How Will You Define Retirement?

There was a time not that long ago that when the subject of retirement came up, we all pretty much had the same vision of what it would look like. We would work to about age 65, retire and live comfortably on our company or union pension, social security and whatever savings we had in the bank. It was similar for everyone. Retirees would kick back on the sofa, visit grandkids, travel and do this for the rest of their lives which was typically only 7-10 more years, give or take. Retirees didn’t have to worry about something called Long Term Care yet and medical costs were still somewhat manageable with your old Blue Cross Blue Shield indemnity plan pretty much taking care of everything. Bottom line, retirement was more streamlined, easier in some ways to prepare for, but overall much shorter than it is today.

That traditional and very typical retirement structure is not dead but certainly on life support for a variety of reasons and not all of them bad. Most in what I call the “New Retirement” play by different rules. The goals and dreams of our parents are no longer our vision of how we want to spend our “golden years”. If you are not retired yet, you will need to define what your vision is and not think about it necessarily as a destination but perhaps more so a change of course of how you will live in the next phase of your journey.

I am noticing with our own clients that there are now three very specific templates they are deploying or targeting. I think our group is probably a good litmus test for what will continue to evolve over the next 20 years. The three structures are as follows:

1. Traditional Retirement- Yes, it didn’t go away completely. Some have saved enough spendable assets to properly budget for living expenses and plan for contingencies. They do not have a driving desire to work any longer and primarily spend their time… well… doing whatever floats their boat! This group however is very small and no longer typical. With longer lifespans our parents’ retirement may soon be a lifestyle of the past.

2. The Semi-Retirement Retirement- This group represents what’s becoming the largest segment of today’s successful retirees. They have enough assets and don’t have to work but continue to want to do something productive with their lives, very often in a different capacity. This group realizes that if retirement today can last as long as 30 years, it is more desirable on their terms to spend it on starting a small business, consulting in their past careers part time or choosing to make money at something they love doing. The semi-retirement retirement will be available primarily to those who still value proper financial planning and have saved enough to provide for flexible work for fun options.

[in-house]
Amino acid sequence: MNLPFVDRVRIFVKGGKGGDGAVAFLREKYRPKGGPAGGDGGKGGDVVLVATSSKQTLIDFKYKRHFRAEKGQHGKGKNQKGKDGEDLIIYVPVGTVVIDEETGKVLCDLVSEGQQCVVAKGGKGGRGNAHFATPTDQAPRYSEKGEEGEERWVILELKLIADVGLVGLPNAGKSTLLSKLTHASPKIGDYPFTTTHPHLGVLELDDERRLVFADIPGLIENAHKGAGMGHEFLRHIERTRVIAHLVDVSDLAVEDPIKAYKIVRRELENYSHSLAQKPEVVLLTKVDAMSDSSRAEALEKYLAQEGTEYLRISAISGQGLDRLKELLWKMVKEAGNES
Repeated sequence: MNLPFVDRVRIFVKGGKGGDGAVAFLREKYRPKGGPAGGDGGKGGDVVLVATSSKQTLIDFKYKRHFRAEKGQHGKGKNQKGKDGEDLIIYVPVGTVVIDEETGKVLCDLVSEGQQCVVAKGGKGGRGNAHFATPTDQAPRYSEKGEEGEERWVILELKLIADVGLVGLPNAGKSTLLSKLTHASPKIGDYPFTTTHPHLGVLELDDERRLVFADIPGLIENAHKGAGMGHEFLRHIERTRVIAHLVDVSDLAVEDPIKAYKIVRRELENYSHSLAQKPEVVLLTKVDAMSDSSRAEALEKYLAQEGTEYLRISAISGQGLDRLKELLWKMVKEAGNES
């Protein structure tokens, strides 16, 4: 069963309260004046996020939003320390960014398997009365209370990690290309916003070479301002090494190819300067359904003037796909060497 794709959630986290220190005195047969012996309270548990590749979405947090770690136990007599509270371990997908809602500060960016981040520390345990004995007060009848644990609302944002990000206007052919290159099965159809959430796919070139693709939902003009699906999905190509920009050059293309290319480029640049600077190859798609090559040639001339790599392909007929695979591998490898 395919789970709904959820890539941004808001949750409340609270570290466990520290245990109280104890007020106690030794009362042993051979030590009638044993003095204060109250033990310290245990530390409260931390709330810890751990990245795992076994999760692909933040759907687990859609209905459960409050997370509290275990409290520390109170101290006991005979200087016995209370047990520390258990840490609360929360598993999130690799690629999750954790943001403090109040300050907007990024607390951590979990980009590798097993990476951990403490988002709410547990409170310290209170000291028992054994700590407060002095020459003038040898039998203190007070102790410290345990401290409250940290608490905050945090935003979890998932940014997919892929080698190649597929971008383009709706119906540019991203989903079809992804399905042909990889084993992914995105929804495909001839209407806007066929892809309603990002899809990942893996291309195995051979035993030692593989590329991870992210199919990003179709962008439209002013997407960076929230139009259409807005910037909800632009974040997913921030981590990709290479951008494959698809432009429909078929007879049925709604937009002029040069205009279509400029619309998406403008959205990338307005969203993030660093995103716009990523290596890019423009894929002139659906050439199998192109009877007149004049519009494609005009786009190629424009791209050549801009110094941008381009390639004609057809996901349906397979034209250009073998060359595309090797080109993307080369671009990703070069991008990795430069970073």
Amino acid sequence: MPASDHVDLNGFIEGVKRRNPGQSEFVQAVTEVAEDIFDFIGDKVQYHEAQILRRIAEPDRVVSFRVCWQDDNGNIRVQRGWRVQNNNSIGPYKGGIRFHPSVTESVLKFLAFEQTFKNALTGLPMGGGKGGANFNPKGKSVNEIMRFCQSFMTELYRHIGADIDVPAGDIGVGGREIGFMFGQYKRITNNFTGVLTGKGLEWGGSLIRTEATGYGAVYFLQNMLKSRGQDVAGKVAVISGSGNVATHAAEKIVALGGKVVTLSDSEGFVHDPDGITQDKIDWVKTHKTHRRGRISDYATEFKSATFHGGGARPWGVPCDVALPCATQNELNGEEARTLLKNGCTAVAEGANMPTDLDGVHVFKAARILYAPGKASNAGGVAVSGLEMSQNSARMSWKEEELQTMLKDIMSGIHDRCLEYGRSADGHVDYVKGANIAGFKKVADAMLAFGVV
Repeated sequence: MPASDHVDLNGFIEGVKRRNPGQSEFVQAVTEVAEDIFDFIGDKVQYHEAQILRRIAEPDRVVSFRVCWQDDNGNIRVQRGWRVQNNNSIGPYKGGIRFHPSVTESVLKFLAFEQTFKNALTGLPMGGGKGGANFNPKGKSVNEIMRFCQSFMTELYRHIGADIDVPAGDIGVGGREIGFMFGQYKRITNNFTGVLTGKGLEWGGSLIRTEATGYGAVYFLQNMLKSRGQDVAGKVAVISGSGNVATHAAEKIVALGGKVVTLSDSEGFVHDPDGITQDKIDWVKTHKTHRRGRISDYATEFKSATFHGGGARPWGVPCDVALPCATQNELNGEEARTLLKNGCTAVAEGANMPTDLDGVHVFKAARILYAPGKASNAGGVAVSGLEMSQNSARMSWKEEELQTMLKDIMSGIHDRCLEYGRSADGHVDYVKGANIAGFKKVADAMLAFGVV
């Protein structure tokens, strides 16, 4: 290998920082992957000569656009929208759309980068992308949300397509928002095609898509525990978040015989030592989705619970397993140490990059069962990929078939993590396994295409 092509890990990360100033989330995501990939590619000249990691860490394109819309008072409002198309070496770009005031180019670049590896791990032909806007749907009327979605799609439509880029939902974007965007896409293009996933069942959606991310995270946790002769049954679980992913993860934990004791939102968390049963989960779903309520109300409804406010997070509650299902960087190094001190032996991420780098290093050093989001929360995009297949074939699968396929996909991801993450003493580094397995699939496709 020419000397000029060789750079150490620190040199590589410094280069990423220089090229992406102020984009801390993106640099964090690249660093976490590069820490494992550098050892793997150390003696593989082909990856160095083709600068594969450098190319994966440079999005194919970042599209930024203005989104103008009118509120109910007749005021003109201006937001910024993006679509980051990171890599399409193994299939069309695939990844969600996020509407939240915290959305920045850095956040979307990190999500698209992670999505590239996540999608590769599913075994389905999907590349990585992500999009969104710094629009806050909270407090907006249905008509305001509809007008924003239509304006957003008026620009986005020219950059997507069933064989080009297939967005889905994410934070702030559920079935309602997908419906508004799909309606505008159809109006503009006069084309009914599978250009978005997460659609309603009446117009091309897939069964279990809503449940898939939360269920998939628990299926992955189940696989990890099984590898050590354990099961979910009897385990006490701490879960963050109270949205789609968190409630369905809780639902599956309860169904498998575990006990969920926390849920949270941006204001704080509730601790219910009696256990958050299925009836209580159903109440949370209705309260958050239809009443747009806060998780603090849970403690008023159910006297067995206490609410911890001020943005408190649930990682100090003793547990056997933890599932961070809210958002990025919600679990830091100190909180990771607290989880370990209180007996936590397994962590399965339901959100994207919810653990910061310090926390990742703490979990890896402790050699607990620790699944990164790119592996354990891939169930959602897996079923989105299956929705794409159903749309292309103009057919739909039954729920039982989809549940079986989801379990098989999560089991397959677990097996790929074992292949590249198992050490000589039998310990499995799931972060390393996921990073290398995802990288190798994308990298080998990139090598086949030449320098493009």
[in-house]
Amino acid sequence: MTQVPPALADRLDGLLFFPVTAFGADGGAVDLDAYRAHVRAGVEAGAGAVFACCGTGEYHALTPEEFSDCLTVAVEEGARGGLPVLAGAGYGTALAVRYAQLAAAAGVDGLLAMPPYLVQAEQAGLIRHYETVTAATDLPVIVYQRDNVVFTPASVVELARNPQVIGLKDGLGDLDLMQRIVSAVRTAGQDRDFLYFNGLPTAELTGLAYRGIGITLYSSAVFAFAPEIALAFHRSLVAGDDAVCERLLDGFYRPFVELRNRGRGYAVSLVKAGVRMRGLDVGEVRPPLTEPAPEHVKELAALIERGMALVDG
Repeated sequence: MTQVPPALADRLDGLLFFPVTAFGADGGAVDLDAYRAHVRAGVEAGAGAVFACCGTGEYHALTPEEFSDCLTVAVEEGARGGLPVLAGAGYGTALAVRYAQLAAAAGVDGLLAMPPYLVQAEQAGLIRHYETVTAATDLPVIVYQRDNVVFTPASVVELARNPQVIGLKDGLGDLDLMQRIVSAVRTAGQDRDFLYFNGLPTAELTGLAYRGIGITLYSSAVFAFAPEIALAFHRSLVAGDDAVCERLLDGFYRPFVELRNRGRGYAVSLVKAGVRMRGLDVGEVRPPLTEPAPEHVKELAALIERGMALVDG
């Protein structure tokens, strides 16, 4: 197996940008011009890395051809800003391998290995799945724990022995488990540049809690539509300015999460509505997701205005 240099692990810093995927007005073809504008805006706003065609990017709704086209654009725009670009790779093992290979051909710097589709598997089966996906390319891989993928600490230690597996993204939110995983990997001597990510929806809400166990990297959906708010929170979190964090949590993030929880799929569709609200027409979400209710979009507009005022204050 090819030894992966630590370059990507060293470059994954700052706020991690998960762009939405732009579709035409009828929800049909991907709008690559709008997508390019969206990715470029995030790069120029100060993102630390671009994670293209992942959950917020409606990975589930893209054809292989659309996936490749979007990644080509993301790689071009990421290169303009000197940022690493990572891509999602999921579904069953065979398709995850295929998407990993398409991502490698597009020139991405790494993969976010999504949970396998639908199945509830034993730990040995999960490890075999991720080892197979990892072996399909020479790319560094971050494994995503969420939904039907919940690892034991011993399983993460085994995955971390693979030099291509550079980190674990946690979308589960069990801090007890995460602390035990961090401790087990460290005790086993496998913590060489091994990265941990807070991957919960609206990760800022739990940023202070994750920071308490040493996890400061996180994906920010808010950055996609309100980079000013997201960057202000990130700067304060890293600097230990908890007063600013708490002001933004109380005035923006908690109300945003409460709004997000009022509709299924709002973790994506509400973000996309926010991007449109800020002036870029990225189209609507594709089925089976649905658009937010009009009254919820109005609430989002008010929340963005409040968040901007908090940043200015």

3. The Working Retirement- Yes, an oxymoron but this in my opinion will become tomorrow’s prevalent structure based on current planning and savings habits of young baby boomers. The prior two scenarios will not be an option as one or both spouses will have to remain in the workforce doing what they may not love in order to provide the necessary income for basic living expenses. I believe this group will do the best they can to take extra time off to find some diversion, but the live for now habits of the past 30 years will have caught up with them. My biggest fear is whether a job will be available to them to stay in the work force. If this does in fact become the predominant structure of the near future, where one or both spouses work full time forever, will the demographics of an ever aging population along with college graduates just joining the work force provide for enough employment opportunities? A very risky proposition but in reality, isn’t how this group has played it all along?

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